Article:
Born in Mayenne (France) in 1974
Yann wrote this to us:
I have always been attracted by wood and all the creative possibilities it offers. During long studies without any conviction, have participated in evening sculpture courses. But I came to the lathe and decided to learn the trade of woodturner (with passion, this time). Above all, I have discovered the various aspects of woodturning – traditional, utilitarian production, and creation. I have been directly attracted by this diversity.
My thanks to Jean-François ESCOULEN and AFTAB (French association for artistic woodturning) where I could learn with many international and French professionals. Every year,I participate in professional courses.
I created my workshop in 2002. During the first 10 years, I have been a craftsman woodturner sharing my activity between turning by orders for cabinet makers, production, and creation – work that requires great precision and the others that allow me to go in a more personal imaginary.
I also love teaching and demonstrating and, in 2014, I moved to Aiguines (Provence) to join the Escoulen school teaching team. Today « teaching by doing » at the school has become a parttime activity.
For the rest, I am working alone in my workshop. Last years, my research has focused on turning green fig tree. I am fascinating by the spectacular distorsions that come during drying. So I play.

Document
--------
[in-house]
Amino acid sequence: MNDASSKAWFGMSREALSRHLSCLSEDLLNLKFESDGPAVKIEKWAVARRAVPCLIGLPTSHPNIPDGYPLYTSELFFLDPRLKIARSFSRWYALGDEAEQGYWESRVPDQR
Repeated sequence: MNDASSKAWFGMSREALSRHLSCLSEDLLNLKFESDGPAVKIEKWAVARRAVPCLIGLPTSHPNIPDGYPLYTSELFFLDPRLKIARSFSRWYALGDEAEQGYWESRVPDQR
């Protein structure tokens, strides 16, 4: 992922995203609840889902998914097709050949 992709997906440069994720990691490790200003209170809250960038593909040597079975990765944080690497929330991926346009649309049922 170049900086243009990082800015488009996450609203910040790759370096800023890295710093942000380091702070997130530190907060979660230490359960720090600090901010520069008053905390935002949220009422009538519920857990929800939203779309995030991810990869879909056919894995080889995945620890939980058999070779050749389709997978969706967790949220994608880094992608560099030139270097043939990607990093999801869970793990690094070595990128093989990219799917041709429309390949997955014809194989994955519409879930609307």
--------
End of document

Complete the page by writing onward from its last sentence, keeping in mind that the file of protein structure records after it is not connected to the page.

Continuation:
Demonstrating has given me the opportunity to travel since 2005 (Spain, England, Ireland, USA, Quebec, and more) and it’s one of the most beautiful things that happened to me.
I am a woodturner, a crafstman.
Constantly in search of simplicity, my creative work is marked by tight curves, simple shapes and thin textures. I am listening for the emotion provoked by the simple curves that daily nurture my eyes. I really believe that curve IS an emotion.
My imagination is full of rope textures, organic shapes, pieces sometimes carved, often turned. My work is speaking about the tree. That’s why I like the distortion of green wood after drying, a sort of second life. I can expect it but I can’t master this movement. It fascinates me.
My hand does the main work, of course, but first comes the tree … its history and when the sap was still running through its veins. »
We are looking forward to learn more about Yann and his woodturning and we think it will be a very interesting experience.